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New Hampshire law benefits biomass power production

July.19 Biomass

In New Hampshire, a new law is expected to benefit the state’s biomass power producers by increasing the price of alternative compliance payments (ACPs) for Class III sources. It also changes the eligibility standard for landfill gas energy under the state’s renewable portfolio standard (RPS), and includes a variety of other energy provisions, including those related to solar energy and benefits for low-to-moderate income residential customers.

The bill containing these provisions, S.B. 129, become law on July 12 without Gov. Chris Sununu’s signature.

Regarding biomass energy, the law increases the Class III ACP from $45 per renewable energy credit (REC) to $55 per REC for 2017, 2018 and 2019. Class III sources include facilities that began operations on or before Jan. 1, 2006 and produce electricity from eligible biomass technologies having a gross nameplate capacity of 25 MW or less. Methane gas facilities can also qualify as Class III sources.

In addition to increasing the Class III ACP prices, the new law also modifies the eligibility standards for landfill gas methane projects, limiting the projects that can qualify as Class III sources. According to the law, effective Jan. 1, 2017, methane gas will now qualify as a Class III resource if the production is from a source that began operation before Jan 1, 2006 and for which the source or sources exceed a total gross nameplate capacity of 10 MWs in the aggregate located at any single landfill site.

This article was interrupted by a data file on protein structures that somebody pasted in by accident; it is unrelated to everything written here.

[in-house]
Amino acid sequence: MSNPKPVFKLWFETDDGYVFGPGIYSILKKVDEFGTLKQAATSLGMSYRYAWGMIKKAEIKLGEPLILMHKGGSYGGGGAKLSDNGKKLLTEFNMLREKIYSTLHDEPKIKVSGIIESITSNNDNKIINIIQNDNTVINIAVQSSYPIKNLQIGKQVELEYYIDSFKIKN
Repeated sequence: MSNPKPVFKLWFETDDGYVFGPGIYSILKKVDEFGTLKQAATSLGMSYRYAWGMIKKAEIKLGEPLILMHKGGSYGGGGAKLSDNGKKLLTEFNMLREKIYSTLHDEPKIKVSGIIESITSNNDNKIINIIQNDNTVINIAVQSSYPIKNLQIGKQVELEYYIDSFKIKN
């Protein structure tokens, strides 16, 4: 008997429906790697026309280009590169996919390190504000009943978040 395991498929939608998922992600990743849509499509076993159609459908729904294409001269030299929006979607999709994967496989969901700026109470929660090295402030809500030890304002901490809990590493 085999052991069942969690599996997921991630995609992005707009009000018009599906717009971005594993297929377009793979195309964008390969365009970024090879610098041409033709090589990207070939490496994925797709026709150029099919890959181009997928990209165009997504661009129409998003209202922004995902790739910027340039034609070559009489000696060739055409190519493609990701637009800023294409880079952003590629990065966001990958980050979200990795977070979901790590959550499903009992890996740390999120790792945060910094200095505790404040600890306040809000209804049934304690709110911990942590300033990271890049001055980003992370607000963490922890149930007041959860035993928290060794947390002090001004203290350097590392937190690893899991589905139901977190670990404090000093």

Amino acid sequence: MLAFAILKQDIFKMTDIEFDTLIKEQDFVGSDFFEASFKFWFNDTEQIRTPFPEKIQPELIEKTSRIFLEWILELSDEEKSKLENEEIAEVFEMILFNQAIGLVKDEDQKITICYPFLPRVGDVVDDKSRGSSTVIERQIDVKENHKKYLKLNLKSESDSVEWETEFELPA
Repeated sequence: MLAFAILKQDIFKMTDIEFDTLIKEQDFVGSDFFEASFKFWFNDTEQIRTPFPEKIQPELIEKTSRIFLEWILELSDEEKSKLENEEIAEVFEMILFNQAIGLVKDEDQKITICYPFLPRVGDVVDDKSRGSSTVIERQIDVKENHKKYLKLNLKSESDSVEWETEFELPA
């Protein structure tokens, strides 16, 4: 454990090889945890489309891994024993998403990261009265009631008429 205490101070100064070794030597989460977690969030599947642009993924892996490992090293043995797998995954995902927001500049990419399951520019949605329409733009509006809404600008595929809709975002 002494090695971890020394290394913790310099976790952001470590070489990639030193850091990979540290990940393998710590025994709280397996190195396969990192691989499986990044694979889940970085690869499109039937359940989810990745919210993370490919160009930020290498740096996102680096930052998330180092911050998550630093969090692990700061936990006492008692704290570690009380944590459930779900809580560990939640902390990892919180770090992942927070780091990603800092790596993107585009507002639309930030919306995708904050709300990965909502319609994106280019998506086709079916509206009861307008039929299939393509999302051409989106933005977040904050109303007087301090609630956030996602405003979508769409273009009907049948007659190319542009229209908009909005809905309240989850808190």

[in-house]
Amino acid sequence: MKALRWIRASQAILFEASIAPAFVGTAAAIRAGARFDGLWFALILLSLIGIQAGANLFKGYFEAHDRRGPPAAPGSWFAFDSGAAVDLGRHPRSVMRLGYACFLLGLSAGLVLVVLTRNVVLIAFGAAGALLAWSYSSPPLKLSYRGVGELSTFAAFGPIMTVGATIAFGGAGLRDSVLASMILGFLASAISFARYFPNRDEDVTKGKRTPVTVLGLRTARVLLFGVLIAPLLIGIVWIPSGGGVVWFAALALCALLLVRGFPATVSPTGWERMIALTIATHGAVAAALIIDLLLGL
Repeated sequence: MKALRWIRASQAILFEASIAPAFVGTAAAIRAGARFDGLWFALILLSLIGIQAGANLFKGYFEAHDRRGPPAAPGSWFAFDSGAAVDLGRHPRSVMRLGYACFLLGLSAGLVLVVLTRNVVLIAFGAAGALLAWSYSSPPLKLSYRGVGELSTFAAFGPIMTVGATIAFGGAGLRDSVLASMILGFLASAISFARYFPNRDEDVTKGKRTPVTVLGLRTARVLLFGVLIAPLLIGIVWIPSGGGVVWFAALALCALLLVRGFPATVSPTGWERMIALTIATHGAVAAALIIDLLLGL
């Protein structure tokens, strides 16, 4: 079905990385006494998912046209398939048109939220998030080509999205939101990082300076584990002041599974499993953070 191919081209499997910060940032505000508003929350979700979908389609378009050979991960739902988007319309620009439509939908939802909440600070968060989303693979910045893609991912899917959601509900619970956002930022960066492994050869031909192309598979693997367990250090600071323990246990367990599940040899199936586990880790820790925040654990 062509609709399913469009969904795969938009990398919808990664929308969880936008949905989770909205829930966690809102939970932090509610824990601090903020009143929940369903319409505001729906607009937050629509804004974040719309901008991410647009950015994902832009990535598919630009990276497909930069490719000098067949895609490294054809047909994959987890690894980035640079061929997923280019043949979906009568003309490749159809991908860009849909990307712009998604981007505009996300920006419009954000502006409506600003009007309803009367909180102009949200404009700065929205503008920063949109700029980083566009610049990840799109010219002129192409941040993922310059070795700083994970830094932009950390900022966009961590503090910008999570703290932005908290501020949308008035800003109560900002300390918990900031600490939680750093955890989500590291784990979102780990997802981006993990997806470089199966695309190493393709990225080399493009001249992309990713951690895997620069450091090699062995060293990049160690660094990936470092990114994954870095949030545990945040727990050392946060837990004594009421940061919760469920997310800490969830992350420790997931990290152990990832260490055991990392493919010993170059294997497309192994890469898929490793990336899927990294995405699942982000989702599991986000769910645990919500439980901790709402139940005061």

Information released by the NH Timberland Owners Association explains that ACPs are payments a supplier of electricity can make to the New Hampshire Public Utilities Commission Renewable Energy Fund in lieu of purchasing renewable energy credits (RECs), which are used to comply with the state’s RPS program. The ACPs help control REC values. According to NHTOA, ACP prices effectively set a ceiling on prices for New Hampshire RECs, as a supplier would never pay more for a REC than it would pay for an ACP. 

“Given the very low wholesale electricity prices since 2015, having an adequately priced REC market makes the difference between a biomass power plant’s ability to run economically or shut down as economically unviable,” said the NHTOA in a statement. The group indicated that the new law increasing ACP values should produce REC values that will allow Class III biomass power plants to continue operations.

Additional information, including a full copy of the bill, is available on the New Hampshire General Court’s website.